Business journalists learn early: a company, its products, and its stock are three distinct things. It’s also a truism that stocks rise on speculation and drop on news — even good news. So it’s not entirely surprising that Fitbit had a great quarter but its stock immediately lost 10 percent of its value.
Analysts had expected profit of 8 cents per share on $319 million in revenue; Fitbit delivered 10 cents, on $400 million. The company sold 4.5 million devices, as opposed to 1.7 million a year earlier. Profit margins are 47 percent. For the third quarter, the company projects sales of $335 million to $365 million, and profit of 7 to 10 cents per quarter.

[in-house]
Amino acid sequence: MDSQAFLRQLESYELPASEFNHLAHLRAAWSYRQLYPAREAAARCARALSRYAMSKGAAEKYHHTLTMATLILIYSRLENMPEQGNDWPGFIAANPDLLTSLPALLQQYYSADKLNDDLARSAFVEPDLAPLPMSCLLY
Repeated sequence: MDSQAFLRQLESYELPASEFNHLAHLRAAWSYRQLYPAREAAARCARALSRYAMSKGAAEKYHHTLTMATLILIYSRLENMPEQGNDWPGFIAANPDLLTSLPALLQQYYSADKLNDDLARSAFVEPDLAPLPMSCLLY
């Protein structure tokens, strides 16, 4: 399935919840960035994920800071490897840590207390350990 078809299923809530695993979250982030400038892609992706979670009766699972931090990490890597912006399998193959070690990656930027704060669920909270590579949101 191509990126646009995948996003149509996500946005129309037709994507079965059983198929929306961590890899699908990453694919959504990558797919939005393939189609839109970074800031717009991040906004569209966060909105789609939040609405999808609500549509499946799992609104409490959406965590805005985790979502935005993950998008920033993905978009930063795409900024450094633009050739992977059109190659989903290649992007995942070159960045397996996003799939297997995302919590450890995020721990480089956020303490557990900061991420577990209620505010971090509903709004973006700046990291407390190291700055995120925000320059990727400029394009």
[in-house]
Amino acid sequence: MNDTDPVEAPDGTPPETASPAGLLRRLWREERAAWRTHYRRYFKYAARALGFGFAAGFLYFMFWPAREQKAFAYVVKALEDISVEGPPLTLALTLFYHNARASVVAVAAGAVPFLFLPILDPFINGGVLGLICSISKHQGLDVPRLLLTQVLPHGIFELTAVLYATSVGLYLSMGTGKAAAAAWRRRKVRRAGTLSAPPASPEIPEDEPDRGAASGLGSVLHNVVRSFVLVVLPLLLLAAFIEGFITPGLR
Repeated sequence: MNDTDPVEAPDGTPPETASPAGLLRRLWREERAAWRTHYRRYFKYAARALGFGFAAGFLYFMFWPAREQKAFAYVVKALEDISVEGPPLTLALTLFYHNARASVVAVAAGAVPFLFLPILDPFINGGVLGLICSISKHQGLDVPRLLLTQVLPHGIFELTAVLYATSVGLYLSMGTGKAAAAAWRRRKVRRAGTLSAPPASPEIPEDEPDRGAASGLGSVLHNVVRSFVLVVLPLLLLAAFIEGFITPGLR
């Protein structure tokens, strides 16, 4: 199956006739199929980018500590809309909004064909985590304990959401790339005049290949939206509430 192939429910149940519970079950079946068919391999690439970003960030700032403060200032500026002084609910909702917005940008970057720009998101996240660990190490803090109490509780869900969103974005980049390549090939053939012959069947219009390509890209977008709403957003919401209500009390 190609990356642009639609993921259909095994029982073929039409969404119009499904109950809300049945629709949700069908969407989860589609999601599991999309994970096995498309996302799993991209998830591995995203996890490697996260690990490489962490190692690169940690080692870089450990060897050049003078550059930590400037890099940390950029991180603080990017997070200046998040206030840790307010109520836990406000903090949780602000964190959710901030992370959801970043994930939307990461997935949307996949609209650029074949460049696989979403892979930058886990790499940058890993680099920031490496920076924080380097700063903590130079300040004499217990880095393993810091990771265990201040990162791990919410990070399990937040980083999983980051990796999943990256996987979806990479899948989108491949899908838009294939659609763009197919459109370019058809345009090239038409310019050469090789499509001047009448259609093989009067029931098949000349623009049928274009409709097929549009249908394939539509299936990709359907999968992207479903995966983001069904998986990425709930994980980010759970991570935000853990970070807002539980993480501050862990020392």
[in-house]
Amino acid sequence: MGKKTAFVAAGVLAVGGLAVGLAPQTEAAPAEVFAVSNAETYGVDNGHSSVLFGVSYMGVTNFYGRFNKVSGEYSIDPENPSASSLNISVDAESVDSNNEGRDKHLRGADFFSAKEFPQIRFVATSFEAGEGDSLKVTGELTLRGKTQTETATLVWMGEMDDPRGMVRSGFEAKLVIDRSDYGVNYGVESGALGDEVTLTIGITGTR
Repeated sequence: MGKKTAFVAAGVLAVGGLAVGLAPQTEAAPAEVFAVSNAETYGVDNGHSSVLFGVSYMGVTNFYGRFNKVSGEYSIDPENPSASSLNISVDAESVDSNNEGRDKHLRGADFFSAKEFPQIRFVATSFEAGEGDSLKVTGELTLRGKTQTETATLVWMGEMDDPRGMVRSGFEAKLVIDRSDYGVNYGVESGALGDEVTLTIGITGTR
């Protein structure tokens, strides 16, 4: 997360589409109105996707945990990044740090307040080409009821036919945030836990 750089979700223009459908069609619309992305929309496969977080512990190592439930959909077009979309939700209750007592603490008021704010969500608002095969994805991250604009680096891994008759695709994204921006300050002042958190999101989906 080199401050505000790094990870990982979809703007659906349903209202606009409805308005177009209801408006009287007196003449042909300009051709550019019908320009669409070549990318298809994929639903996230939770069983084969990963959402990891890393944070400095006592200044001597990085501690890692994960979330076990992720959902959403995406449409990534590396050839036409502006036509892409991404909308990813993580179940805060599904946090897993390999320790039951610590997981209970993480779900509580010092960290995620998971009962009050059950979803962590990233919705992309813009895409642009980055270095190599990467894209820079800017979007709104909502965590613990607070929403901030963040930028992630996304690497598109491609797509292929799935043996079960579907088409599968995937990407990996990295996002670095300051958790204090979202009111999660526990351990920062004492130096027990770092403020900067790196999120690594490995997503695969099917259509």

CNBC quoted one analyst as saying the third quarter projection was a little low, and another as saying that the company had some supply constraints, even as it gained market share.
Don’t cry too hard; the stock is trading above $50/share. Its IPO was priced at $20, opened at $30. and has been climbing since.
Business journalists learn something else: there’s no pleasing everyone.